Gulka, an experienced wildcrafter, has been harvesting Bulgaria's wild bounty with her family for many generations. Wild collecting communities like Gulka's take great pride in their practice, and we're fortunate to benefit from their exceptional skills in locating, identifying, and properly collecting the precious plant treasures of their region.
We traveled up into the mountains to the village of Zmeitza at the peak of the juniper berry harvest, where we met Gulka, a seasoned collector who has been picking hawthorn fruits and juniper berries by hand for many years. Gulka and her family ascend these mountains during harvest season to gather fresh material and bring it down into the village to be placed in organic driers. She also harvests yarrow during the summer months until the season changes to juniper berry harvest. Juniper (Juniperus communis) season starts in September and ends with the first snow. Each year, the collectors comb the different regions for which the local municipality issues permits for wild collection according to its plant population conservation schedule.
Gulka joyfully shows off some freshly collected juniper berries. By the peak of the September harvest, these fragrant fruits have ripened throughout the summer until reaching the height of their oil production. The high-elevation organic fruits are collected in lands that have been certified by third-party organic auditors. Collectors will rotate between these certified collection sites each year to allow harvested areas to rest and recover.
A large distillery occupies the ground floor of the village’s processing facility, where fresh botanical material is placed directly into the vats for distilling into essential oil. The facility had already worked its way through all the summer crops for the season, including yarrow, nettle, linden leaf and flower, elder flowers, and red clover blossoms. Now, processing of the late season harvests was in full swing—mainly juniper, but also some hawthorn berries, rosehips, and evergreens—during our visit, we witnessed white pine (Pinus sylvestris) boughs being brought in by the truckload.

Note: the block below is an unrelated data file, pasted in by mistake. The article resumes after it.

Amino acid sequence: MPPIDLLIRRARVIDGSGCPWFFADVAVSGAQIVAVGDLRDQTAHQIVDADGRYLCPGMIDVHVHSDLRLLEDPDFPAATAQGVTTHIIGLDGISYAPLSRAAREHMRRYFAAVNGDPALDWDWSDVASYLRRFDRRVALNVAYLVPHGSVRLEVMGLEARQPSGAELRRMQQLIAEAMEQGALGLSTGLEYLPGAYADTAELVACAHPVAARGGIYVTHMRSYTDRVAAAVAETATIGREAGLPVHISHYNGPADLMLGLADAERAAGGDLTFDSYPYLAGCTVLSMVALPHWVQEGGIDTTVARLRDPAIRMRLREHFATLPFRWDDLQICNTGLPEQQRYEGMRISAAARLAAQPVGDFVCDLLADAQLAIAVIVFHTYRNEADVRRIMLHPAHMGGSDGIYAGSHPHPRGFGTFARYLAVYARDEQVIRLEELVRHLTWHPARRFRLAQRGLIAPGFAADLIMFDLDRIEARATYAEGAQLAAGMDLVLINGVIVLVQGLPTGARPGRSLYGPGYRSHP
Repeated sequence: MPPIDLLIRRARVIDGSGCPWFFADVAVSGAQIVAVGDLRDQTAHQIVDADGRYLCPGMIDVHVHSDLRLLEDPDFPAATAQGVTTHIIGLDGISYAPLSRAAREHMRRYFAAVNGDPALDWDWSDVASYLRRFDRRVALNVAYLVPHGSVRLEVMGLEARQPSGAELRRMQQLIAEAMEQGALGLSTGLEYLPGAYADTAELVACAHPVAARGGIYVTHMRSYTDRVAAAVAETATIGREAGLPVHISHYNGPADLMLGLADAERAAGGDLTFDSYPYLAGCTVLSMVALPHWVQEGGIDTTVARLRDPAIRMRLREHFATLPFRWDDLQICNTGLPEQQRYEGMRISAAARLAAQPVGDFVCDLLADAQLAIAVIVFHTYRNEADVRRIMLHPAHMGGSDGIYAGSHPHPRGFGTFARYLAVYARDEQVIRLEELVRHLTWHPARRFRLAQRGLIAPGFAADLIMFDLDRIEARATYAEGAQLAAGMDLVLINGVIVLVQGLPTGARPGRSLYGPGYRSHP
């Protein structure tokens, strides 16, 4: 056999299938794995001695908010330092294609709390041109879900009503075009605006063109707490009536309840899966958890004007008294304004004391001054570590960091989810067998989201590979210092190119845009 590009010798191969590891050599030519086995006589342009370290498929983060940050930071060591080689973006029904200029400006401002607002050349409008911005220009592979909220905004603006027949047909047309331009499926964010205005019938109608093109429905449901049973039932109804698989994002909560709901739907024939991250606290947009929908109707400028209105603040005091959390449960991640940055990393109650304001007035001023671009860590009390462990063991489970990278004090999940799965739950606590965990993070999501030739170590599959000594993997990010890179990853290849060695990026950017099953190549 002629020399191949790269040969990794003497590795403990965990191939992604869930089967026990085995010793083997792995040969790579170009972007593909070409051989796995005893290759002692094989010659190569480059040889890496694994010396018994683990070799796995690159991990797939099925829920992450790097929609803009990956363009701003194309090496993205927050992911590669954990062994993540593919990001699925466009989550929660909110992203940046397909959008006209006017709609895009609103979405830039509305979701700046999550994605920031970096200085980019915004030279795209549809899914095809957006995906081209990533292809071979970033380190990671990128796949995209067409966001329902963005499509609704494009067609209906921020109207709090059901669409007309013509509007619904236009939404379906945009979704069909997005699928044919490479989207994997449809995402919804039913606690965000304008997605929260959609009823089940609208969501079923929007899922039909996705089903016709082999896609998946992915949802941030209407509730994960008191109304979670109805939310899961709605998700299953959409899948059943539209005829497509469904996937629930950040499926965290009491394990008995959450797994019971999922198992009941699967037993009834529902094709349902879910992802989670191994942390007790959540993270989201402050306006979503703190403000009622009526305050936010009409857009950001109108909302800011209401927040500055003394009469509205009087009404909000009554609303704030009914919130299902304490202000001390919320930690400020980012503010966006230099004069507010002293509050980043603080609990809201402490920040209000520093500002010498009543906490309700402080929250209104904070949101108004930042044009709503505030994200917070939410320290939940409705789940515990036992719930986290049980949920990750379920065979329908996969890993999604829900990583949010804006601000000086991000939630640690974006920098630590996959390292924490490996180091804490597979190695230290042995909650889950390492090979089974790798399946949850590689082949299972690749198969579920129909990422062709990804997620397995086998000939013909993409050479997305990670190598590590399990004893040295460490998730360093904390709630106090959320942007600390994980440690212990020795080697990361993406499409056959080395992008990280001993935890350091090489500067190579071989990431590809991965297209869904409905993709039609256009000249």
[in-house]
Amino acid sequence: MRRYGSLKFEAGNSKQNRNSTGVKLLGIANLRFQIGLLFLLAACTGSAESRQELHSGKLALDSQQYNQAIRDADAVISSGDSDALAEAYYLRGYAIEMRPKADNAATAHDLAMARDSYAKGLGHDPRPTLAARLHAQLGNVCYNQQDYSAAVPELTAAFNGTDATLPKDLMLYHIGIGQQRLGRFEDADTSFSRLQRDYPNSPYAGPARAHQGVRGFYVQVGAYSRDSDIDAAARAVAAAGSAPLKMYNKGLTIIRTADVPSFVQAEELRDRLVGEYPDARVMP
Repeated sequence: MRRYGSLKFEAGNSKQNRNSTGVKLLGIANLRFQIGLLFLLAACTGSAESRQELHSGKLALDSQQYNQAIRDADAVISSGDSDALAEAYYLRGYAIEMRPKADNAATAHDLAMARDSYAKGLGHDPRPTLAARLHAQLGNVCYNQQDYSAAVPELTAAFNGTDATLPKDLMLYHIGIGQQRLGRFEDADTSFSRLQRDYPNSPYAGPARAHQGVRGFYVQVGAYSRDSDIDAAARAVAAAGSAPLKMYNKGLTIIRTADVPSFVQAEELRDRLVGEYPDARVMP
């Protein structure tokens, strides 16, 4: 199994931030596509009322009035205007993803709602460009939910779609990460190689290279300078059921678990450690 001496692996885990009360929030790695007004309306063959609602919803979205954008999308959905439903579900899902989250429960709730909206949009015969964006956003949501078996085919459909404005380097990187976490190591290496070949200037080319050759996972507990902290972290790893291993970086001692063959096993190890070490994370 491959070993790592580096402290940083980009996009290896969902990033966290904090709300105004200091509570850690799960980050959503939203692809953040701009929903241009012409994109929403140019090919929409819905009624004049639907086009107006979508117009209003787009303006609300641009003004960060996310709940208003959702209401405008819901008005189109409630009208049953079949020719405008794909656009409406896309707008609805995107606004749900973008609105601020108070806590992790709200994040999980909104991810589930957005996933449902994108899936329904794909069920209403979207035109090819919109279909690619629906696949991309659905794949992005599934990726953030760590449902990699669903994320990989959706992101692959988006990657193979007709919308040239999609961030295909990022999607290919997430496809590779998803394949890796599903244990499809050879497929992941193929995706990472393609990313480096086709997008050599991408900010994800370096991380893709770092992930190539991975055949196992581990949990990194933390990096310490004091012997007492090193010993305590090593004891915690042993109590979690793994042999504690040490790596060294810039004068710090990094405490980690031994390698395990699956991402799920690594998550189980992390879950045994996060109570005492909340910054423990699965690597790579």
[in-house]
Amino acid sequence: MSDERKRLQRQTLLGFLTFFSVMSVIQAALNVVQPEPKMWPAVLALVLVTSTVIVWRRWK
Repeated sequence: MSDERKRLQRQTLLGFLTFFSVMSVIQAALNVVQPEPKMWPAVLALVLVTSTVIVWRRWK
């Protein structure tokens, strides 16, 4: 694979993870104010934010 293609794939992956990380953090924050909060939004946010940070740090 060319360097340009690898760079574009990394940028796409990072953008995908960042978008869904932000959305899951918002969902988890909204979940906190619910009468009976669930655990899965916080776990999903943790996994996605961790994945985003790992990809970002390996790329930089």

From this somewhat mechanized but still largely traditional setting, we journeyed onward to a unique cultivation center housing a state-of-the-art tissue culture propagation facility. Here, plant parts are cut, sterilized, and placed on an agar medium blended with natural growth hormones to encourage cell growth in a completely controlled settings (each type of plant culture requires different environmental conditions, so various rooms are managed to accommodate each species). From this precisely cultivated tissue, many plants can be propagated and then slowly transitioned into a greenhouse environment and eventually nursery rows, wherein they gain the hardiness to weather the elements when transplanted into the field. Ultimately, the established plants will be dispersed to the facility’s large farmer network for commercial scale organic cultivation. This cultivation method provides several benefits, allowing growers to cultivate a surplus of plant material rapidly and at the same time ensuring species consistency across all the plants propagated.